Whether Santa is white as Megyn Kelly claims or "black as hell" as Saturday Night Live's Santa confessed may be up to debate. However there is no controversy over whether a reindeer nose can glow. "Rudolph, with your nose so bright, won't you guide my sleigh tonight," is part of the classic Christmas tale children across the world love to sing.
According to a Fox News' sci-tech report on "The Geek Sheet," Dec. 16, parents can now read the ever popular, "Twas the night before Christmas," poem to their children and assure them "researchers in Sweden have caught the reindeer's glowing nose on camera." It's true, reindeer noses really, truly glow.
It happened at the Lund University, when scientists packed their thermographic camera along for a trip to the Zoo of Nordic Animals. Their mission: film the reindeer. The photo images they produced were astonishing. Not just Rudolph, but all reindeer noses glow red.
The scientific reason is because, unlike dogs who are infamous for their cold noses, reindeer have warm noses. It is necessary for blood to pump to their nose because in their natural environment, the blood supply keeps their noses from freezing.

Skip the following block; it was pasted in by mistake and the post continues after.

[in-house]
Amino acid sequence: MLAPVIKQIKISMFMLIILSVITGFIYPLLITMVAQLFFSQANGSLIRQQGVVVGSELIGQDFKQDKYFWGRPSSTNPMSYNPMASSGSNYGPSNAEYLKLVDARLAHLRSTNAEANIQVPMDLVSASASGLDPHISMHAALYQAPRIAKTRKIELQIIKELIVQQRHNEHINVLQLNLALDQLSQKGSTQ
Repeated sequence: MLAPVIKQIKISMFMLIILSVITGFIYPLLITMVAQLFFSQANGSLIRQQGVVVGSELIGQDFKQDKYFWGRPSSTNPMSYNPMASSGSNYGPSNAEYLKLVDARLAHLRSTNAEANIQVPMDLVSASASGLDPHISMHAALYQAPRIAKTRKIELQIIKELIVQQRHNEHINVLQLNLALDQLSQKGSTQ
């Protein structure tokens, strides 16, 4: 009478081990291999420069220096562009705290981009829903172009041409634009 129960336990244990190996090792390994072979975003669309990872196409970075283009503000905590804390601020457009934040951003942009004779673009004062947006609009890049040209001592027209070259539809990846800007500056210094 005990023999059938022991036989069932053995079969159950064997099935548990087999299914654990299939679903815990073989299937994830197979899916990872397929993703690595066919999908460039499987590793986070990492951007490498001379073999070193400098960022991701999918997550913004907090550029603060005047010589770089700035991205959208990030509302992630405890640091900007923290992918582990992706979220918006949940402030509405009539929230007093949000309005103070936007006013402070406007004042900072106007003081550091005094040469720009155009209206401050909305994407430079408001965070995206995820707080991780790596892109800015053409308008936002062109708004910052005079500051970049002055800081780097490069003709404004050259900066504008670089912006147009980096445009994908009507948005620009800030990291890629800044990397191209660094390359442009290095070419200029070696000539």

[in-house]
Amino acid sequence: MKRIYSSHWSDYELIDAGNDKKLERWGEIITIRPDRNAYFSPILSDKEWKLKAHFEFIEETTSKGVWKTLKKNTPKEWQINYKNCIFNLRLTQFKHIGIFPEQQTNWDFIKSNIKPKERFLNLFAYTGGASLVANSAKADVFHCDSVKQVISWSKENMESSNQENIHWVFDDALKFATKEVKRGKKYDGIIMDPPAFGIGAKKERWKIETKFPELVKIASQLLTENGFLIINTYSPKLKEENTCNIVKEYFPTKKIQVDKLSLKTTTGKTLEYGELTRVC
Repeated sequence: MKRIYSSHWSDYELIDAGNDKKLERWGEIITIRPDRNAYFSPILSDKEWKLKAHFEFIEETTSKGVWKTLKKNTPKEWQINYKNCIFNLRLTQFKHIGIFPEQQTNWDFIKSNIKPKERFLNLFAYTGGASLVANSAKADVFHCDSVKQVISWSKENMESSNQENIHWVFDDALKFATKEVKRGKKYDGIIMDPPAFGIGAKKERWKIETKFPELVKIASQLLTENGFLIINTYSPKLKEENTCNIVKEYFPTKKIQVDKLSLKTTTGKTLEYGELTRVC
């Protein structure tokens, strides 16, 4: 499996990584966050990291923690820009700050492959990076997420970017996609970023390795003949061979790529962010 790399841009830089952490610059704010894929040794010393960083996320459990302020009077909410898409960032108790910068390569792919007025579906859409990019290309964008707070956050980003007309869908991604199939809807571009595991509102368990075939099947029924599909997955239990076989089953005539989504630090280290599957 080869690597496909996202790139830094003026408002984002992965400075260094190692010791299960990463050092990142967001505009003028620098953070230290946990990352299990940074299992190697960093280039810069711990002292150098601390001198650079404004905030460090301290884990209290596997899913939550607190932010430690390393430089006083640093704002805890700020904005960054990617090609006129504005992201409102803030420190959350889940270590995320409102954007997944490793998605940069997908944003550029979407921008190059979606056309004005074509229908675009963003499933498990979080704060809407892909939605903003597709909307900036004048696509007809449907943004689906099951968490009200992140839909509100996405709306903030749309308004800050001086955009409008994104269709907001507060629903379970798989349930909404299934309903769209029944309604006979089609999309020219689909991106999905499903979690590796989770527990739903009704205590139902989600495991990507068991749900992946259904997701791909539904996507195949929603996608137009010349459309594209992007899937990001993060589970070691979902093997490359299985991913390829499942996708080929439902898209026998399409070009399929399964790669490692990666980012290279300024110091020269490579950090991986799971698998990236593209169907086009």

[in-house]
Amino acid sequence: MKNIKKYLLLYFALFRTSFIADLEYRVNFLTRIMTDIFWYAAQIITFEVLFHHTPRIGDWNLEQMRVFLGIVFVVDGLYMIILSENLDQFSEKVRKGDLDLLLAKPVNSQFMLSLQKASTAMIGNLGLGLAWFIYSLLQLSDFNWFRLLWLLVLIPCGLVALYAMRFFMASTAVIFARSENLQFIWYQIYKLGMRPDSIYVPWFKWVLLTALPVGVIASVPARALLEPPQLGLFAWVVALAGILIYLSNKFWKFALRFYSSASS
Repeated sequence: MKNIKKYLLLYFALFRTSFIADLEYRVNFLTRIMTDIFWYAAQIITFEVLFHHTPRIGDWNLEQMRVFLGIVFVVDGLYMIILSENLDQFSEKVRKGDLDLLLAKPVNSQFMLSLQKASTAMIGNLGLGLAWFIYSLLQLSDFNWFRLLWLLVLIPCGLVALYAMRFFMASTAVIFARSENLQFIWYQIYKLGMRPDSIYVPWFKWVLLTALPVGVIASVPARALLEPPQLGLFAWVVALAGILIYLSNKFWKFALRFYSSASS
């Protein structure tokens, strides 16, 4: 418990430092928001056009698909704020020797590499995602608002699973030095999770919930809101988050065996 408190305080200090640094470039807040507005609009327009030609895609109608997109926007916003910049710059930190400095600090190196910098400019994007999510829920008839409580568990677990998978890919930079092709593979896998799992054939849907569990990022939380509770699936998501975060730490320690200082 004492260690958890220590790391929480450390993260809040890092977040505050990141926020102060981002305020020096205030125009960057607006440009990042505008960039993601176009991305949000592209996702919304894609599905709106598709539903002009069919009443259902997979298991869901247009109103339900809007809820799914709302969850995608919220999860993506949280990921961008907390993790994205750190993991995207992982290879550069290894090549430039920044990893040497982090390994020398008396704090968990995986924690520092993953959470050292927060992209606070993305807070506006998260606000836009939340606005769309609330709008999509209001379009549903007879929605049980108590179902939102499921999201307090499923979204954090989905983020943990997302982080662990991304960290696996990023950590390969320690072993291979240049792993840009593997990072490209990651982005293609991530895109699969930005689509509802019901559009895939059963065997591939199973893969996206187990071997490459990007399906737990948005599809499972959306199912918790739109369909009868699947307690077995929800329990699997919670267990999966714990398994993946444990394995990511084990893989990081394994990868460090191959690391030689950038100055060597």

Professor of Functional Zoology at Lund University Ronald Kröger further explained,"When reindeer are feeding, their mules are exposed to very low temperatures as they look for food under the snow." He added, "They need to maintain sensitivity in order to know what they're actually eating."
The warm blood rushes to the cold noses, and lo and behold, Rudolph's famous red nose materializes. The next tricky answer is how to respond when children ask if their own nose glows when they are out in the cold.
The easy answer is, "You don't hunt for your food under the snow." The real answer might be, "Maybe." Until someone photographs a human's cold nose with a thermographic camera, who knows?